“I Knew I Was Giving My Child Bad Advice, But I Didn’t Know What Else to Say!”  

This is one of the most common things that parents have said to us over the years when it comes to friendship issues. And, we’ve heard from numerous children and educators who have shared some of the unhelpful or inappropriate advice well-meaning parents have given children.

When parents are activated by their child’s friendship issues (especially if someone has been cruel or malicious – what we call in our Friendology curriculum, “Mean-on-Purpose”), it is common for a parent’s protective instinct to kick in. This can trigger their FIGHT/FLIGHT/FREEZE/FAWN response, thanks to the autonomic nervous system. These default settings might sound like:

  • FIGHT: “Just punch them back!”
  • FLIGHT: “Go play with someone else!”
  • FREEZE: “Ignore them!”
  • FAWN: “Be friends with everyone!”

As we aim to support our children in fostering healthy relationships throughout their lives, it’s critical that parents understand how unhelpful and, in some cases, dangerous these stress responses can be for children.

A parent whose default setting is to FIGHT, teaches their child to respond to conflict with aggression and violence. Encouraging a child to get physical as a defence-mechanism immediately escalates the situation, activating anxiety in the child. Most children are not naturally aggressive and they know punching/pushing/pinching is wrong and will get them in trouble. When a parent tells a child to do something that is socially-unacceptable, it feels deeply confusing for them. Children are less likely to seek help from parents who promote fighting, often withholding information to avoid triggering anger in them. This is scary for children. Encouraging physical aggression is easily the most dangerous, trauma-inducing advice that can have serious long-term impacts.

A parent whose default setting is to FLIGHT, teaches their child to avoid conflict. This inevitably results in unhealthy friendships (and relationships) that lack trust and respect. When conflicts and frustrations are ignored, resentment builds and connections are fractured. A conflict-avoidant mindset prevents authenticity, transparency, and honesty in relationships. It limits the depth of a friendship and, for children, the friendship feels persistently in the Red-Zone on The Friend-o-Meter.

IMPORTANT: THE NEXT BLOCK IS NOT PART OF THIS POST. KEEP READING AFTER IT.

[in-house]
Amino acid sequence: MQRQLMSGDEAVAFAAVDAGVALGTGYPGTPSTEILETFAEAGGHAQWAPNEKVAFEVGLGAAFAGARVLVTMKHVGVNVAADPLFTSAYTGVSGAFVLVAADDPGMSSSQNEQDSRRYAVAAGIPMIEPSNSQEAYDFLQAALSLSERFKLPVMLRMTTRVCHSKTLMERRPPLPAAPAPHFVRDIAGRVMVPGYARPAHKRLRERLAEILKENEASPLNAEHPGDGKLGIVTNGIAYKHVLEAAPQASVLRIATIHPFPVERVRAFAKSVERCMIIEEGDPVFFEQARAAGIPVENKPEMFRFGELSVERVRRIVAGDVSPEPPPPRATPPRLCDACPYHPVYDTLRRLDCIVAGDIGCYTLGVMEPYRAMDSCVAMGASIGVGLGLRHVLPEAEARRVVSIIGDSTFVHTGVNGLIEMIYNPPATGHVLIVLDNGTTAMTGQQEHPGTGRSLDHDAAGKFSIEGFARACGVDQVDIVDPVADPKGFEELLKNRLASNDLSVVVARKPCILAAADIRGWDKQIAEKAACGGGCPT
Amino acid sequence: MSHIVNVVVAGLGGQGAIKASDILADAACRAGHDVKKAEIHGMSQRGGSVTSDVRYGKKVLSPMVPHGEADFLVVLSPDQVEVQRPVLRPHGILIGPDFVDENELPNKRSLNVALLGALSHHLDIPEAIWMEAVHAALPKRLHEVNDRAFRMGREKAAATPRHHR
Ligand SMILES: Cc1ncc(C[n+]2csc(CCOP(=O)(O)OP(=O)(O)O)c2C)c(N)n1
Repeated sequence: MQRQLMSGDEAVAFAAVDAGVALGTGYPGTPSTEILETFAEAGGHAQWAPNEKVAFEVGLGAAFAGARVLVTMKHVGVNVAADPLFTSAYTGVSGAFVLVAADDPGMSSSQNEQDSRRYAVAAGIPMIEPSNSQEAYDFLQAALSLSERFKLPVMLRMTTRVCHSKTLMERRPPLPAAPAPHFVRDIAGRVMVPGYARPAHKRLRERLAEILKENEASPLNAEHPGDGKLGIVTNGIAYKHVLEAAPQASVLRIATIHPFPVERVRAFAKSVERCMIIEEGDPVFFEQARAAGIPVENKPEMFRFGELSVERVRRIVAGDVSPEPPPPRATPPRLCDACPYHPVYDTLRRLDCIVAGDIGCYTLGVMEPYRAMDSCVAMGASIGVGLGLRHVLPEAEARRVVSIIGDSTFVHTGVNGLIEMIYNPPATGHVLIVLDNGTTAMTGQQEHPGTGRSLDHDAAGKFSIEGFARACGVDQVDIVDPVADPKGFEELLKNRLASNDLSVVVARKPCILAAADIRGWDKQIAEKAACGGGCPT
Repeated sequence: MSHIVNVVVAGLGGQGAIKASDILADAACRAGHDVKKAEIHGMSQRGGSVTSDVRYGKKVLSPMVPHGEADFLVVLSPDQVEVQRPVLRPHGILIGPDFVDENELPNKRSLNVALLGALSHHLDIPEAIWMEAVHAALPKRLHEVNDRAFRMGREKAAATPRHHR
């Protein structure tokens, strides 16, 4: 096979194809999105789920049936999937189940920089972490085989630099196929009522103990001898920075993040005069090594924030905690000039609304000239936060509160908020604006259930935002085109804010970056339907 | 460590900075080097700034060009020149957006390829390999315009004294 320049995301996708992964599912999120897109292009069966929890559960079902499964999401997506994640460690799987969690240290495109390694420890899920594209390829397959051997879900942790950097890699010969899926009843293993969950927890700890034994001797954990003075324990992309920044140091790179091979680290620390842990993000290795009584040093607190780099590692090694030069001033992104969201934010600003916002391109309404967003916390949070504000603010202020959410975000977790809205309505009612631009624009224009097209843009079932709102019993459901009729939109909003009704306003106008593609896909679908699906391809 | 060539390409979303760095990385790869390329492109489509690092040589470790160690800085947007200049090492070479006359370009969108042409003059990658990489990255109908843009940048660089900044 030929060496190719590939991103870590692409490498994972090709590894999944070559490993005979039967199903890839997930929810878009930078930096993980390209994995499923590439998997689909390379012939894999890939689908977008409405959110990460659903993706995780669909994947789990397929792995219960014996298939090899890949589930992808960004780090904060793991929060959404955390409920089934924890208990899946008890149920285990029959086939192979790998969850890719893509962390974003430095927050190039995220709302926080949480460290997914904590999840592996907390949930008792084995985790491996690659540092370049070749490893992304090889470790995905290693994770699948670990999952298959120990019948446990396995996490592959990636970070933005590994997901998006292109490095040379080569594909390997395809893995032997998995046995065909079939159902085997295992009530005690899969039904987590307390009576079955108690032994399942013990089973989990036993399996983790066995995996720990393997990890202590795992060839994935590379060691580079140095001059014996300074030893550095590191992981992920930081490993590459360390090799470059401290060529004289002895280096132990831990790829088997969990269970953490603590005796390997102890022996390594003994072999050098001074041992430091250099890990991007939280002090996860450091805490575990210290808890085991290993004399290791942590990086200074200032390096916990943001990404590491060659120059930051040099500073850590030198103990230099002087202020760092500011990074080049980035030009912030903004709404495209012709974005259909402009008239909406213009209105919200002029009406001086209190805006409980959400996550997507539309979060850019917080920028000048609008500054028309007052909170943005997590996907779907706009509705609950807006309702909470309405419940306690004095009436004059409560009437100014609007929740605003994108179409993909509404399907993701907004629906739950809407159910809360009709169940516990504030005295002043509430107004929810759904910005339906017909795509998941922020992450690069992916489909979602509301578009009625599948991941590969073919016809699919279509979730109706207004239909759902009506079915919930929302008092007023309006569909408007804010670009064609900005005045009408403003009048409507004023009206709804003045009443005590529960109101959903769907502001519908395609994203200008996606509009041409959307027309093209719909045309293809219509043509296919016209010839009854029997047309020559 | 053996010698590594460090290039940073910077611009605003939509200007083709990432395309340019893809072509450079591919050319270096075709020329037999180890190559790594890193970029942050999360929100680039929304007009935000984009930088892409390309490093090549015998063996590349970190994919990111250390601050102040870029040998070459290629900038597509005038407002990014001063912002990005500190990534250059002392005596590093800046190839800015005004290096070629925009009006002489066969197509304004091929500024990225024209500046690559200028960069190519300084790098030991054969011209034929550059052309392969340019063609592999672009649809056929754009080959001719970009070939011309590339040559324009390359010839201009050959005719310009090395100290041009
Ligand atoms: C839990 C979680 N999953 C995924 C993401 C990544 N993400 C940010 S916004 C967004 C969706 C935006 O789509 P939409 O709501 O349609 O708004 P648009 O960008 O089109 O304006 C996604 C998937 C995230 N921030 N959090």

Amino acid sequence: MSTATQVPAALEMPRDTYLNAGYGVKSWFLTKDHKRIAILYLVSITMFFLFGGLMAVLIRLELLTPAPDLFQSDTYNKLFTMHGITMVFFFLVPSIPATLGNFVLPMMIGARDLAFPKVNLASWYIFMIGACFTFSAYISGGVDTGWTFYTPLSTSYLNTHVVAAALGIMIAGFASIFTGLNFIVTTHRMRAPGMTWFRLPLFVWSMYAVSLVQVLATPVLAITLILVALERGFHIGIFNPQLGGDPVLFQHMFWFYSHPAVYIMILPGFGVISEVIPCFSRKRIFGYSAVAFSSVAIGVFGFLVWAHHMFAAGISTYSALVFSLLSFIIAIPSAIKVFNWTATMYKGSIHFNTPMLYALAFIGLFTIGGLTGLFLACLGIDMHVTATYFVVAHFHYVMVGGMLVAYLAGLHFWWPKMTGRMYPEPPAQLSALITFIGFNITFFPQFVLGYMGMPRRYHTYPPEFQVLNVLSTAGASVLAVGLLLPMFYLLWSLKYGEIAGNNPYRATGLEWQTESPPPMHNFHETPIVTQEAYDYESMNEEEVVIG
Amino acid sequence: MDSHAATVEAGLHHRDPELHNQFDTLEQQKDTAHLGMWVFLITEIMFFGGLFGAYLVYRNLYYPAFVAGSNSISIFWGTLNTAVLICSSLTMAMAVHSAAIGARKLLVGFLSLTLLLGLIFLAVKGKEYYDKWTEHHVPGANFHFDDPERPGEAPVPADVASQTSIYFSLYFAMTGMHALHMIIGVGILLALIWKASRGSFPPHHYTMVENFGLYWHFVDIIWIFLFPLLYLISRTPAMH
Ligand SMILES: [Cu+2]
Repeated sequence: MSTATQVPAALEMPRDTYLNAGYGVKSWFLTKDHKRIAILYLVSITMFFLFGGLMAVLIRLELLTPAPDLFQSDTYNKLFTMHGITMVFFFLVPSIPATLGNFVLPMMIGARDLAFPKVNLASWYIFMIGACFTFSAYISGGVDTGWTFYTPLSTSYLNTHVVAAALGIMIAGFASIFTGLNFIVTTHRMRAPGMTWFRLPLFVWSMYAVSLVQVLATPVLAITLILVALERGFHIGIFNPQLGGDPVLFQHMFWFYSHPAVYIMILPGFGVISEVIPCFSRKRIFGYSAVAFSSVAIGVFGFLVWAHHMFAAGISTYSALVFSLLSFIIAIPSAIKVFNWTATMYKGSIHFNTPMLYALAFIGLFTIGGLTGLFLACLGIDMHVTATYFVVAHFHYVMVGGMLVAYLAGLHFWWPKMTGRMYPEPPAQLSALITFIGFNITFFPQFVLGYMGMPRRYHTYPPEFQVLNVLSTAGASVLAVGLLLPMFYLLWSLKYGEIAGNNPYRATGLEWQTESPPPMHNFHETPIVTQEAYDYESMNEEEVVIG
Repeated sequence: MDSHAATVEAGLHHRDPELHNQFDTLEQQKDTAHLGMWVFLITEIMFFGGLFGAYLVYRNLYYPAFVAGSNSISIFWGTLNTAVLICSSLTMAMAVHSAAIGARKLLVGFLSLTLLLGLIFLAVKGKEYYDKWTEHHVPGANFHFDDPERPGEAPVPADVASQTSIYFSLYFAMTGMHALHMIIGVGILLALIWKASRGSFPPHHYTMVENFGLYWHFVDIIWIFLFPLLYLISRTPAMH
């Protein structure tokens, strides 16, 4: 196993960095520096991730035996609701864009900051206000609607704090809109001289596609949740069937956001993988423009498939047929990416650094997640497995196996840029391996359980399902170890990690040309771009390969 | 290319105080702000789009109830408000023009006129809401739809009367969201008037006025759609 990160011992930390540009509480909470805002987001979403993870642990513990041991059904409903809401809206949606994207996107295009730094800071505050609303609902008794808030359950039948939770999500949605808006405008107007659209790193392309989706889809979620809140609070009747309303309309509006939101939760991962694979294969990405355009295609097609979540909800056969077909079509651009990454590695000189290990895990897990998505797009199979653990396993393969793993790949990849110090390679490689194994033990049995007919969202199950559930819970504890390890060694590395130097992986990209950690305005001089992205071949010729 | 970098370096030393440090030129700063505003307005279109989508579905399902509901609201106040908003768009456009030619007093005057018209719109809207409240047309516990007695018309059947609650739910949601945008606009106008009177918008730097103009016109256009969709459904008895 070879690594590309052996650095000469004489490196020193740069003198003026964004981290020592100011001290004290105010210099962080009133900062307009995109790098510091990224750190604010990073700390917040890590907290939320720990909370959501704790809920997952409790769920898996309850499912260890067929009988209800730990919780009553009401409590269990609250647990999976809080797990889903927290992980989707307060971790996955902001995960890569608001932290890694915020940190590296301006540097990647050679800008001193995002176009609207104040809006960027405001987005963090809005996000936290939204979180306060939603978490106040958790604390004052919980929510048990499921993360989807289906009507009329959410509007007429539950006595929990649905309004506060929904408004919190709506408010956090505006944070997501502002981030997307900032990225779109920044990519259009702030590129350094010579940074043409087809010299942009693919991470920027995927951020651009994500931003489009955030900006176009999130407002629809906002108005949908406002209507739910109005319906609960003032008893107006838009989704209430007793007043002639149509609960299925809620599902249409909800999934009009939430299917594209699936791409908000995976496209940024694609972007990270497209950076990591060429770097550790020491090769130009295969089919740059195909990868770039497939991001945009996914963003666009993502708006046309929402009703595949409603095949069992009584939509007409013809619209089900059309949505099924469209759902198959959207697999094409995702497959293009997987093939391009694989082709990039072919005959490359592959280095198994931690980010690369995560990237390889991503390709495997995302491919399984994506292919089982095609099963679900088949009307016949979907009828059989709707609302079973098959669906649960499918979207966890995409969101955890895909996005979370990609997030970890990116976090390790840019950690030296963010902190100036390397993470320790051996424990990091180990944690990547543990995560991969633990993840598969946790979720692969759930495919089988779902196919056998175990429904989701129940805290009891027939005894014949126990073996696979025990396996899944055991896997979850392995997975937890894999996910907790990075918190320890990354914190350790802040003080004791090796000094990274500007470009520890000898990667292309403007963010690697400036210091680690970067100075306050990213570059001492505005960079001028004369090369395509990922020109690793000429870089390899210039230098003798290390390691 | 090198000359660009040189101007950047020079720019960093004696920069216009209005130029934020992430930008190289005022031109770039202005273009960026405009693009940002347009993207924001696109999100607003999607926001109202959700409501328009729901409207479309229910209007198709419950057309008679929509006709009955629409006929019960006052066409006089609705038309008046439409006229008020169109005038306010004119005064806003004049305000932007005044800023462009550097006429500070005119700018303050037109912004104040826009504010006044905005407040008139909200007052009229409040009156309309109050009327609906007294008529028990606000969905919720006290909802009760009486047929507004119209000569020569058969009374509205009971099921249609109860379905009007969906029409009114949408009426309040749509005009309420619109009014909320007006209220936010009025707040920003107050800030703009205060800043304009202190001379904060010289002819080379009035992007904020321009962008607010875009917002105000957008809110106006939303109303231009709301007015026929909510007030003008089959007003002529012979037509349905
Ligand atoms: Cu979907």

A parent whose default setting is to FREEZE, teaches their child to bottle their emotions. While ‘fight’ is exploding, ‘freeze’ is imploding. This approach teaches children to shut down, preventing them from processing their feelings. Research shows that repressing emotions amplifies them and can lead to feelings of anxiety. Children who keep their big feelings in often experience physical symptoms like stomach aches and trouble sleeping. Similar to avoiding conflict, healthy relationships are impossible when one person is unresponsive – relationships are a two-way street.

A parent whose default setting is to FAWN, teaches their child to be a people-pleaser. Fawning is when a child absorbs all the blame, overlooking their own feelings and doing whatever it takes to make the other person happy. According to Dr Rebecca Ray, “Fawning behaviours are common for people who experience significant levels of anxiety, and who identify as highly sensitive.” Children who fawn feel disempowered and often end up as the “door mat” in their friendships.

So, what can parents do instead to have a more helpful, socially-acceptable response?



First, notice how you feel when your child shares their pain with you. Do you feel yourself reacting? Are you getting angry? Is it triggering something inside of you? Which of the 4 F’s can you feel yourself wanting to default to? The key is to remain calm and objective.

In the field of Positive Psychology, we love the famous Viktor Frankl quote: “Between stimulus and response there is a space. In that space is our power to choose our response. In our response lies our growth and our freedom.” This space that Dr Frankl describes is where empathy, compassion, and understanding can keep relationships in the Green-Zone on the Friend-o-Meter!

Just by being aware of how you’re feeling will allow you to be more mindful in how you respond to your child’s friendship issue.


Second, focus on how YOUR child is feeling. Too often parents will focus on the other child (“I can’t believe they did that to you! What’s their problem? Why would they be like that?”), instead of their own.

Help your child name their emotions. Dr Dan Siegal coined the term “name it to tame it” – a very simple, effective technique that helps reduce the intensity of big feelings by labelling them.

Ask them, “How did that make you feel?” Give your child time and space to get their feelings out. Let them cry or be angry and JUST LISTEN. Offer a hug, go for a walk, play catch… Allow them a chance to get it out.


When you’re both in a calm state, it’s time to be a Friendship Coach and empower your child with evidence-based strategies.

If it was a Friendship Fire, encourage them to find a good time to talk to their friend. If it was Mean-on-Purpose, ask them: “Did you say your Quick Comeback?”

Check out this interactive tool (be sure to activate your FREE parent membership first!) where you can see the questions our URSTRONG Schools ask children when they experience conflict in friendship to coach them along.

Here are a few more resources that might help:

Friendship skills are relationship skills! Teaching your child to manage conflict in a healthy way will help ensure they have positive relationships throughout their lives.

Written by: Dana Kerford
Founder & Friendship Expert